MLAs belonging to the BJP would walk with ease into her office, getting their work done. To her, they were rivals only during elections and had every right to seek redressal to the grievances of their constituents.
Her relationship with Delhi’s media is a story of how from print driven to television, the media landscape evolved.
A powerful newspaper carried a series of stories against her. Being in my aggressive twenties, I stopped giving advertisements to that newspaper. When she got to know of this, she called me to her chamber and expressed her deep displeasure at my decision.
“This money does not belong to me and you, we cannot take such arbitrary decisions just because a newspaper is writing against us. Please call the Editor for breakfast with me tomorrow and let’s see what their issues are”. Over breakfast the next day, she apologised to the Editor for my decision.
In the span of 15 years, I saw her completely devastated on a few occasions. The controversy surrounding the CWG games hurt her immensely. She was committed to delivering a successful event that India would be proud of. She personally ensured that projects undertaken by the Delhi government got completed in time.
She just could not fathom why television journalists and anchors would not do their homework and blame her for decisions that did not fall under her jurisdiction at all. She had the satisfaction of delivering a very successful event but was hurt at the conduct of some of the leaders of the Congress at their attempts to discredit her government and her city.
Nirbhaya’s ghastly rape broke her completely. As a leader, she found herself without answers to such barbarism prevalent in the very society that worshipped goddesses.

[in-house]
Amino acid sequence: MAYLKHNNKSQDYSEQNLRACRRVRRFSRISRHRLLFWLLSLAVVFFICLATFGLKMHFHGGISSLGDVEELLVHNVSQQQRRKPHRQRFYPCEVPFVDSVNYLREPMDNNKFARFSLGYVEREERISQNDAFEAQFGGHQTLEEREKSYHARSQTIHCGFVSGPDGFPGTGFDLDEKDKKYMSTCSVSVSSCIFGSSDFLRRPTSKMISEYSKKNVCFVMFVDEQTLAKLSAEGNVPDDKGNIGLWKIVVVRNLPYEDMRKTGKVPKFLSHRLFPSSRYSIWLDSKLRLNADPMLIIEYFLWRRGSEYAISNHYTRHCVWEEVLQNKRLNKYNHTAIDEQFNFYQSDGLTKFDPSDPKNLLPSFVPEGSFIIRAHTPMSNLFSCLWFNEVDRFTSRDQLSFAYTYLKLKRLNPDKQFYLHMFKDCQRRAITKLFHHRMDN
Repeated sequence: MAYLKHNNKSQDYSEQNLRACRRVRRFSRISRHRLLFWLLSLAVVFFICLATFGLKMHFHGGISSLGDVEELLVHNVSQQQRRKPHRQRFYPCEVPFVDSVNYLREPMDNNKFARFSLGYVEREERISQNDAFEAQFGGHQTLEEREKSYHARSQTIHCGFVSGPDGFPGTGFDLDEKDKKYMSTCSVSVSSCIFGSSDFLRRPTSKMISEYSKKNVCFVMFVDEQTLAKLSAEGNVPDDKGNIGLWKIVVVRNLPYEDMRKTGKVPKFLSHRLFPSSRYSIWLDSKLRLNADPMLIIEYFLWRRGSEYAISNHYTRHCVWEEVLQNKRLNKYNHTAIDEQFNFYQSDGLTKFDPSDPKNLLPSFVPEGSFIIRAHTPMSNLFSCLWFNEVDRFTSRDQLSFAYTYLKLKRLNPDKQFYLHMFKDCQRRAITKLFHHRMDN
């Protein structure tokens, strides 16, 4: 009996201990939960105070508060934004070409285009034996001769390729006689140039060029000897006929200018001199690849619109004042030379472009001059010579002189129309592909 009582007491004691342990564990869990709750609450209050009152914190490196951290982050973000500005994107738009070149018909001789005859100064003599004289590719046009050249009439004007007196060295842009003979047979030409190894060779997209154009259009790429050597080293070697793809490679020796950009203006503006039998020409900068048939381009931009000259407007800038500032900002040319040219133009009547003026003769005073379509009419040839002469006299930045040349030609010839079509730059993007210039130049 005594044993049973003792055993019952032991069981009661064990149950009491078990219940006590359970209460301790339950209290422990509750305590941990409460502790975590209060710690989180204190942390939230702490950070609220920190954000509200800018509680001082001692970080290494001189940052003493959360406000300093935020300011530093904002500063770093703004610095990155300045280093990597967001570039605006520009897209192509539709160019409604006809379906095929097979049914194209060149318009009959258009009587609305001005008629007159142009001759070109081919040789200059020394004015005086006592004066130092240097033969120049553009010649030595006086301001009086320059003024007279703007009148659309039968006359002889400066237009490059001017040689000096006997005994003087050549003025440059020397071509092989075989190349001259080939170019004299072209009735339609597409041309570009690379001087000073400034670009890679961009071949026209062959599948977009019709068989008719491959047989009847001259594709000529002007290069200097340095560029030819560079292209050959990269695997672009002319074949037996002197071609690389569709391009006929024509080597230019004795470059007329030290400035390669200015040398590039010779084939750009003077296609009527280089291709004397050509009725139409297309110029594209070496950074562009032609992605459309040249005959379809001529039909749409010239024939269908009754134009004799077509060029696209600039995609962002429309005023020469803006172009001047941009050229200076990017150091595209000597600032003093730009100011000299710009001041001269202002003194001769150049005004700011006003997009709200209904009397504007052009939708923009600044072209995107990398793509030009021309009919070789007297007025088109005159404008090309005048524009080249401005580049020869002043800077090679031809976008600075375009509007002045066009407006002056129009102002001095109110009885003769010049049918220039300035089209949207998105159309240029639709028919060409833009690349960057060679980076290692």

She was uncomfortable at the changing idiom of politics. To her, grace and dignity were of far greater value than political one-upmanship. In her last term as Chief Minister, she found herself at the receiving end of an idiom that she was not comfortable responding to. That was one compromise she refused to make.
Her loyalty to the Congress was again totally contagious. It came naturally to her. At 81, she was brought in to lead the party again in Delhi. The party asked her to contest the Lok Sabha election. Her family members and well-wishers discouraged her from taking the plunge but Sheila Dikshit was not one to run away from a challenge. She heard us all out and also agreed with us. But she just could never say no to the party.
Sheila ji was always amused at those who wrote the Congress off. Her understanding of politics was based on a very personal instinct, an instinct sharpened by all that she had observed, witnessed and experienced through a career spanning over four decades.
To me, Sheila Dikshit was always the go-to person for every dilemma, every doubt and every crossroad. Before I left for Washington DC, earlier this month, I went and met her. “Beta, in politics the ups and downs are highly pronounced. Only if you are willing to go through the long haul, you will do well”.
Won’t forget these words ever Ma’am, just as I will never forget the innumerable lessons I learnt from you at every step of my memorable journey under your leadership.
(Pawan Khera was Officer on Special Duty/Political Secretary to Sheila Dikshit)